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Sat April 13 2024

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Acquisitions take RSK turnover to £1.2bn

4 Mar Consultancy conglomerate RSK has posted turnover of more than £1bn for the first time but is no nearer to posting a bottom-line profit.

RSK founder and chief executive Alan Ryder
RSK founder and chief executive Alan Ryder

RSK began life as a firm of consulting engineers with a focus on water and environmental markets. Fuelled by venture capital borrowing, it has been on the acquisition trail to build turnover, to the point that it now has more than 200 diverse business units, ranging from asbestos removal to public relations to generator hire. The only apparent thread is that the all “deliver sustainable solutions”.

Accounts for the year to 2nd April 2023 show turnover of £1,220m, up from £796m in FY2022, thanks largely to acquisitions. It made 34 last year and 29 the year before.

As recently as 2017, RSK’s turnover was £112m. It has grown tenfold in six years.

It has reported pre-tax losses for each of those years.

The 2023 accounts show an operating loss of £7.7m and a pre-tax loss of £80.6m (2022: £38.1m).

The 2023 pre-tax loss was bigger than the total losses of the previous three years all added together. Over the past four years RSK has lost a total of £153m before tax.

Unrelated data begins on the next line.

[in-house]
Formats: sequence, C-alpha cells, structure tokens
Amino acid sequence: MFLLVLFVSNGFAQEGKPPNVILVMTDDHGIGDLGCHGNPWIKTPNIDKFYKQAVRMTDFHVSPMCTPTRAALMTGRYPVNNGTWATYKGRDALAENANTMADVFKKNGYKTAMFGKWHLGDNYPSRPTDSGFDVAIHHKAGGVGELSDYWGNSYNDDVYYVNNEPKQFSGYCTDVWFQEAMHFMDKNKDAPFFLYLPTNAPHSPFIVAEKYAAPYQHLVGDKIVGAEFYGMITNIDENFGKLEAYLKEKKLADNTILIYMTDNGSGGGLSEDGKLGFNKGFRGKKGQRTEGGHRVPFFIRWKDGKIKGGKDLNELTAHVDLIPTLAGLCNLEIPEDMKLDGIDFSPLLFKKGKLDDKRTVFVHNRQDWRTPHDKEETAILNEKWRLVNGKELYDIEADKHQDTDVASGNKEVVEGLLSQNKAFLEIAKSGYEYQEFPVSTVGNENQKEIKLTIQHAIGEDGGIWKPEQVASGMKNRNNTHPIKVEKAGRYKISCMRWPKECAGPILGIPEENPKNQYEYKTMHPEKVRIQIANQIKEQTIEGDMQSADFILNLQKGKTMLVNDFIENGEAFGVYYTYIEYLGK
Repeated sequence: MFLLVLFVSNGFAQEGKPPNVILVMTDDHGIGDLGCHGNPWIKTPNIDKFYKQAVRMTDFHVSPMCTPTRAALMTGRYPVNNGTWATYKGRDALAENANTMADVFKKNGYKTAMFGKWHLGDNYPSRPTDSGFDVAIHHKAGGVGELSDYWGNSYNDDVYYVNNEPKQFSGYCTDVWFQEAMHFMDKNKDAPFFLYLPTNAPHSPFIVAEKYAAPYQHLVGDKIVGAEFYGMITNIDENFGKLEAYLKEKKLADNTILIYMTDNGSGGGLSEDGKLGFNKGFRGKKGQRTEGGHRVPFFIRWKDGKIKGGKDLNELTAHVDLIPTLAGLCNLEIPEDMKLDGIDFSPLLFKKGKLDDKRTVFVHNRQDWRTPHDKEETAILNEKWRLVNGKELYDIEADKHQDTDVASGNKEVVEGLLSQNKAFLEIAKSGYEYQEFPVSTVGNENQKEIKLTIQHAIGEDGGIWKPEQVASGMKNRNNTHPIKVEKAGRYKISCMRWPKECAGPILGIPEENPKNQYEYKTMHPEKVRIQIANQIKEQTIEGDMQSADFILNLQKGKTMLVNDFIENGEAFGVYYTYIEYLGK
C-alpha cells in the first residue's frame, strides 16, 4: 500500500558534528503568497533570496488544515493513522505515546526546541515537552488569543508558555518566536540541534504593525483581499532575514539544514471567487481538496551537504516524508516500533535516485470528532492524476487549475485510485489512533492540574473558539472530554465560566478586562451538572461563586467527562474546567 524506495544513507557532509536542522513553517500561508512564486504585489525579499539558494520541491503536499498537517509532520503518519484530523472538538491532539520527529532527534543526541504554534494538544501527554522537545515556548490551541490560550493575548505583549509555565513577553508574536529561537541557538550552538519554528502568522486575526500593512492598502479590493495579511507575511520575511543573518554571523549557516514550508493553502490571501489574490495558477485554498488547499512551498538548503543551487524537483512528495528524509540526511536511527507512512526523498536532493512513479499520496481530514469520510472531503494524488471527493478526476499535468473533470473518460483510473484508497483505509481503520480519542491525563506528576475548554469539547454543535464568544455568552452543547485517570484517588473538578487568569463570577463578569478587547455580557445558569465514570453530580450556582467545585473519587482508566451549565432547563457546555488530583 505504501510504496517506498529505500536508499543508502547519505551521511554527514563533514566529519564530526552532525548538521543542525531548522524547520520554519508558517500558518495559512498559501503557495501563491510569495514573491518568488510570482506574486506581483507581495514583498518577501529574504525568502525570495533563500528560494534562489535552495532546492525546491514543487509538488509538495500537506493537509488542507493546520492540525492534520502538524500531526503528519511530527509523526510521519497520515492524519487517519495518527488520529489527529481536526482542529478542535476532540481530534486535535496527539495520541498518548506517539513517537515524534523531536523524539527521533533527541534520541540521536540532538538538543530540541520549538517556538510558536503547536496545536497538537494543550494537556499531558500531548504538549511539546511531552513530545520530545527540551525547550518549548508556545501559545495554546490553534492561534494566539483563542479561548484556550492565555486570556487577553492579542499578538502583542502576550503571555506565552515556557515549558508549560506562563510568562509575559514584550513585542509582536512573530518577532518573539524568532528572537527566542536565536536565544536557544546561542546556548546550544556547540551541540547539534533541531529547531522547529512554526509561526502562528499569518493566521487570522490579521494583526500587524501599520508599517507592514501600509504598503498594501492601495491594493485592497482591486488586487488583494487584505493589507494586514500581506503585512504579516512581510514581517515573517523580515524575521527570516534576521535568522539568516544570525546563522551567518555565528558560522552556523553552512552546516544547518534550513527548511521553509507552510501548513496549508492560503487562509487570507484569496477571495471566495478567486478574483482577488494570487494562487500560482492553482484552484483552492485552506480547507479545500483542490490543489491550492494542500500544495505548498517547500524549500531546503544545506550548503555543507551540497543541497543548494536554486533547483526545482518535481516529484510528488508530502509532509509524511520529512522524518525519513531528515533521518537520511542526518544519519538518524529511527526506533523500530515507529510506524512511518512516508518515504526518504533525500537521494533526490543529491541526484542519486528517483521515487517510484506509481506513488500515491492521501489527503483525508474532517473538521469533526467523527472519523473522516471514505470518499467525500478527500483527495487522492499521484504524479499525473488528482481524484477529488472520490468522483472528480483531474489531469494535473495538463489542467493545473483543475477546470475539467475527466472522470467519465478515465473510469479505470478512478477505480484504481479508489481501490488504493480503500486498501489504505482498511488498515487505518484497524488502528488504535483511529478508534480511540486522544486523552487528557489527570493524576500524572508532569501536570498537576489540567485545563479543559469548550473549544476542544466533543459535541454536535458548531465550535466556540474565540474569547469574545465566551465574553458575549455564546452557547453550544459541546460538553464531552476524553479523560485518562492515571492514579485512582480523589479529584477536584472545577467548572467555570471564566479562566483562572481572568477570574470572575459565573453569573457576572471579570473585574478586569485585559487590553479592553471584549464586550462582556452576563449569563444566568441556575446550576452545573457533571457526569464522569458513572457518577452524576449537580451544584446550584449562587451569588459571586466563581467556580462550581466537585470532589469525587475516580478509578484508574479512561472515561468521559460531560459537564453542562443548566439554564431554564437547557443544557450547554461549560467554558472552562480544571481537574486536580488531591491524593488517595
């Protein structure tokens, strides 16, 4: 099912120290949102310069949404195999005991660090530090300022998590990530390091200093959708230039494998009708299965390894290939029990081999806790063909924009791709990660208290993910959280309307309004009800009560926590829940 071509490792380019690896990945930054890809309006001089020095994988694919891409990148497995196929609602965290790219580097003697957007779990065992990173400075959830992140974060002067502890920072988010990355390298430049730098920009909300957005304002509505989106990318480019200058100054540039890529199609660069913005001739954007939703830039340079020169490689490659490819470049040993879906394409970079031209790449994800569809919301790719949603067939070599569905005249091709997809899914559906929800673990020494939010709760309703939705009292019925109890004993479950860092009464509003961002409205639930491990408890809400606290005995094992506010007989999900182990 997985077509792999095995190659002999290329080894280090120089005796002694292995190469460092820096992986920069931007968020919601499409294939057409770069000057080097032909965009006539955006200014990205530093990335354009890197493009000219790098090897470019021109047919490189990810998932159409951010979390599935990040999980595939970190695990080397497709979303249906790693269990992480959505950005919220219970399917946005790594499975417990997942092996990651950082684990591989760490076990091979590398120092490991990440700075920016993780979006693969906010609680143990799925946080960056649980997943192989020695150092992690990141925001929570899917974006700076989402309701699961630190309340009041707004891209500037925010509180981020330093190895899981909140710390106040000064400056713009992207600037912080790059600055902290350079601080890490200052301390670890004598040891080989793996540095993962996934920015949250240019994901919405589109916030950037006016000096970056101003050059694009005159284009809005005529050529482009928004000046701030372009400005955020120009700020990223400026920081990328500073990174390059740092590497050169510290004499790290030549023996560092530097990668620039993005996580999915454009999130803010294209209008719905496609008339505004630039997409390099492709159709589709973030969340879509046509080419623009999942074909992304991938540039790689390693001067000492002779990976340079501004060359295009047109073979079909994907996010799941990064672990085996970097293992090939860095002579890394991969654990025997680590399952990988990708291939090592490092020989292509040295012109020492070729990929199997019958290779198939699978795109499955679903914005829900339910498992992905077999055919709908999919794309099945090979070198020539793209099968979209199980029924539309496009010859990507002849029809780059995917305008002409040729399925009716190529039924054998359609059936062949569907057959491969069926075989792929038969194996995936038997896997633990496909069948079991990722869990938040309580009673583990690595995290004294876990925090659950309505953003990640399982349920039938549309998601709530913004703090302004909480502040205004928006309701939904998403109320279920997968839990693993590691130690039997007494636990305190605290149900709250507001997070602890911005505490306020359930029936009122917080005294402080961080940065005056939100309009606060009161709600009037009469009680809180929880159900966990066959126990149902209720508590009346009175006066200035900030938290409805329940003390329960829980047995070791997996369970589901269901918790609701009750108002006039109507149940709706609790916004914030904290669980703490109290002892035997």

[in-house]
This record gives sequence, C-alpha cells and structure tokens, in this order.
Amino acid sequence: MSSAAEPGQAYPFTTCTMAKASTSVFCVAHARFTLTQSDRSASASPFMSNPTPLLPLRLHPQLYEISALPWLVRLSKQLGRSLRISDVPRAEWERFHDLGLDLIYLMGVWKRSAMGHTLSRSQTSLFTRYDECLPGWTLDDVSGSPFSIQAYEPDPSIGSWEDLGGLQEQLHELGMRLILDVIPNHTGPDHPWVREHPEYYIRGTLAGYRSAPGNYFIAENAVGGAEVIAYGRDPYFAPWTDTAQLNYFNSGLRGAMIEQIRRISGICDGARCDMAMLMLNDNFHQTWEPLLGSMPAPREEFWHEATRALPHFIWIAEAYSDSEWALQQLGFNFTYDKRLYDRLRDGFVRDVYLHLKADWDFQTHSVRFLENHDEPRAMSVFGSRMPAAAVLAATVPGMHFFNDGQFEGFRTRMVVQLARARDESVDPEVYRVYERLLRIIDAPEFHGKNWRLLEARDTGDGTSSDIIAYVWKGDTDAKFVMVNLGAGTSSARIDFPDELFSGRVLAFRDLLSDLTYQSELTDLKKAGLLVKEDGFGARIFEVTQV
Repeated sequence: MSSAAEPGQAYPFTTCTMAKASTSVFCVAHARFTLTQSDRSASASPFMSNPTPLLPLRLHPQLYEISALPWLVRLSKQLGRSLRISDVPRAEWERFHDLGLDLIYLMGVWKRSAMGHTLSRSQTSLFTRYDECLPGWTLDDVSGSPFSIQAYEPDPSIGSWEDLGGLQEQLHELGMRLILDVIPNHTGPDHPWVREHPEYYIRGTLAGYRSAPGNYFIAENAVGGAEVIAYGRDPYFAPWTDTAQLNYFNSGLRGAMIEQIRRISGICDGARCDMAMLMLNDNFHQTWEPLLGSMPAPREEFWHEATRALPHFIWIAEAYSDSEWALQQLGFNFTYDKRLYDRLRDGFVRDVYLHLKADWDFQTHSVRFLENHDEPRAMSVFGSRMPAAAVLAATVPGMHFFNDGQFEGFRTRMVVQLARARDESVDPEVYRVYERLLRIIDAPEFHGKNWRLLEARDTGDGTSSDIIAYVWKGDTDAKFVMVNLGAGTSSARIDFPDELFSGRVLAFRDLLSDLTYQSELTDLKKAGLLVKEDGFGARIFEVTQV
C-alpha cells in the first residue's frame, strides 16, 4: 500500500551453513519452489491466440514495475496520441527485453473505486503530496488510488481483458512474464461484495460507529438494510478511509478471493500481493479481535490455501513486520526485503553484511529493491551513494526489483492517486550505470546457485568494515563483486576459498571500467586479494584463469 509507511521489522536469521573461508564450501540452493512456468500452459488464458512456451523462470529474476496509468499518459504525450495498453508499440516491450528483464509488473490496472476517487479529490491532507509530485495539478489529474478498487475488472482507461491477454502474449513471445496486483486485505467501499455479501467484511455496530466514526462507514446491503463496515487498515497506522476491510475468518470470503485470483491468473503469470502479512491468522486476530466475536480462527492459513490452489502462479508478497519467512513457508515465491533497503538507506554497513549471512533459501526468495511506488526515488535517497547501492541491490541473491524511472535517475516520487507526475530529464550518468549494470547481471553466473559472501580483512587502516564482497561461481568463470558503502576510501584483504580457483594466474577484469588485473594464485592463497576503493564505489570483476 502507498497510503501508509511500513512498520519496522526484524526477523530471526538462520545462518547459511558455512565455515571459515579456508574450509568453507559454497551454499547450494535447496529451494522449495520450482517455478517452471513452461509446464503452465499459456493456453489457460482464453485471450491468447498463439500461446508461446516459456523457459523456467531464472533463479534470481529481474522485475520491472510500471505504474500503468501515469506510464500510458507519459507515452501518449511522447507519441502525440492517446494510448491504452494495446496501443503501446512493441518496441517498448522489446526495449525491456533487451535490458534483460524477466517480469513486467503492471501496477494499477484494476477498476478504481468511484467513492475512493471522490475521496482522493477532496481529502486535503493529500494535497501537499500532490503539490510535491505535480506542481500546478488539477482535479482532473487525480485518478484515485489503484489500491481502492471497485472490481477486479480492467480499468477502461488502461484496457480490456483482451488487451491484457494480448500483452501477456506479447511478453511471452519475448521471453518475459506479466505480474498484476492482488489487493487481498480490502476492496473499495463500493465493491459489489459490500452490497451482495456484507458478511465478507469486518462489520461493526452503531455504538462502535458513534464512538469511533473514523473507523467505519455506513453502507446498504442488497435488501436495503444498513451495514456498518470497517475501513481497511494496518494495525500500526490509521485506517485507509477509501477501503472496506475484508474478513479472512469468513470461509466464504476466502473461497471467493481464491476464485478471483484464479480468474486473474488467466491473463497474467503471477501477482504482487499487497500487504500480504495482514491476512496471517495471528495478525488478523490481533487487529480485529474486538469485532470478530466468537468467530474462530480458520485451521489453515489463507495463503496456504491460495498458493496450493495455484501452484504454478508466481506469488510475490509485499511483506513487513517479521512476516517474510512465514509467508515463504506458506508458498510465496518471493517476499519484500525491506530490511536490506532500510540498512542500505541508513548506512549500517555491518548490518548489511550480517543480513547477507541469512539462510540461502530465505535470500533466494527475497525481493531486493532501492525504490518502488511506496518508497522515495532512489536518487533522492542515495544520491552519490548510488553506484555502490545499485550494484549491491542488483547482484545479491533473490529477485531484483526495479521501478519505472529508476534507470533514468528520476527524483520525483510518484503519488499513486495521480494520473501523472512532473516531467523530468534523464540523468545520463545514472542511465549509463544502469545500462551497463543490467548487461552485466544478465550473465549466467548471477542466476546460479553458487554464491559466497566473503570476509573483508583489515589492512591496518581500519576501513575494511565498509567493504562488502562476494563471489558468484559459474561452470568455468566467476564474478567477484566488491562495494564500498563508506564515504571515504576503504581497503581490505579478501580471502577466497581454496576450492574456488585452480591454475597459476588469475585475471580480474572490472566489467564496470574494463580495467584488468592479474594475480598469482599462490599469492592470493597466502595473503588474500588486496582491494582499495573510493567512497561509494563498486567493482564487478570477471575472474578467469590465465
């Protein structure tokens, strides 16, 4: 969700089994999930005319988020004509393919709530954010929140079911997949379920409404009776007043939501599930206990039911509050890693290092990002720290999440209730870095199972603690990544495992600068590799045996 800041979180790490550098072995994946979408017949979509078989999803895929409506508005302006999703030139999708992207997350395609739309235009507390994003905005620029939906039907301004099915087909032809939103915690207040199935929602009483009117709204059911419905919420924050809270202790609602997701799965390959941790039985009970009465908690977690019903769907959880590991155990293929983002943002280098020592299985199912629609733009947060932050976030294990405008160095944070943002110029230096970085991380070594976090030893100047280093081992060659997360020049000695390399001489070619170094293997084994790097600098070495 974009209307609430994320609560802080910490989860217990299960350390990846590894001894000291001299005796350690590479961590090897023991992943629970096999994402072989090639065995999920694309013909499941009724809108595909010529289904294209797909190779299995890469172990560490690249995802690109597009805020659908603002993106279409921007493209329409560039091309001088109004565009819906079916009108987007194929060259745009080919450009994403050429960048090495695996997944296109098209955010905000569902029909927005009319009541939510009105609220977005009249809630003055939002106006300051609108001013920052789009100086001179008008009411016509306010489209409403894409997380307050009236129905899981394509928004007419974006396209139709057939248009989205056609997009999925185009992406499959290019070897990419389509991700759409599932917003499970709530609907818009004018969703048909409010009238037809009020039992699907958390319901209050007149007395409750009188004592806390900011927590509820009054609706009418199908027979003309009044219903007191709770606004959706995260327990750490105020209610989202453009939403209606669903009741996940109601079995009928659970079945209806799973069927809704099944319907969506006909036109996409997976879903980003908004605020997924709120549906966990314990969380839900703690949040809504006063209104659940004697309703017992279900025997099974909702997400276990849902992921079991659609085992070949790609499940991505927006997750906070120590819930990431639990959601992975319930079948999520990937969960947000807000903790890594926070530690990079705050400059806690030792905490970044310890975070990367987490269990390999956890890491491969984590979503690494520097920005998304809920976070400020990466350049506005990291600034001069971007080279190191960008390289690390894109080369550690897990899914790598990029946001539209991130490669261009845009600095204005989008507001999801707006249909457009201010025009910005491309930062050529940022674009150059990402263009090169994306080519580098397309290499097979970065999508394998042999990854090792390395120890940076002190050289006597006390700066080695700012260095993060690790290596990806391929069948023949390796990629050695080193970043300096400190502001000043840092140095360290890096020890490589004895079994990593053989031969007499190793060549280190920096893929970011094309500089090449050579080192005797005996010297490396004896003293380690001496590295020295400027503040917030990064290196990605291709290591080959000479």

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RSK directors say that is not the point.

Earnings before interest, tax, depreciation and amortisation (Ebitda), excluding £12.6m of exceptional non-recurring costs  were £83.4m (2022 £59.4m). Cash generated from operations increased to £75.4m (2022: £31.9m).

In April 2023 RSK agreed a £250m ‘upsize’ in its £1bn debt facility with Ares Capital.

Founder-director Alan Ryder explains: “We have chosen to finance this growth through debt (borrowing funds) as this ensures our employees retain control of the business. Having taken the decision to fund our growth with debt, the key metrics for success as measured by our board of directors are the covenants agreed with our lenders.

“The primary covenant with our lenders requires our directors to maintain leverage (the relationship between Ebitda and debt) at an acceptable level and with satisfactory headroom form the point at which our covenant would have an impact. Leverage at the end of the reporting period was 6.49x which the directors are satisfied with as it leaves the business with a good level of headroom against our covenants.”

The money lenders are doing alright. Over those same four years that RSK has lost £153m it has paid out more than £155m to its lenders, including £74m last year.

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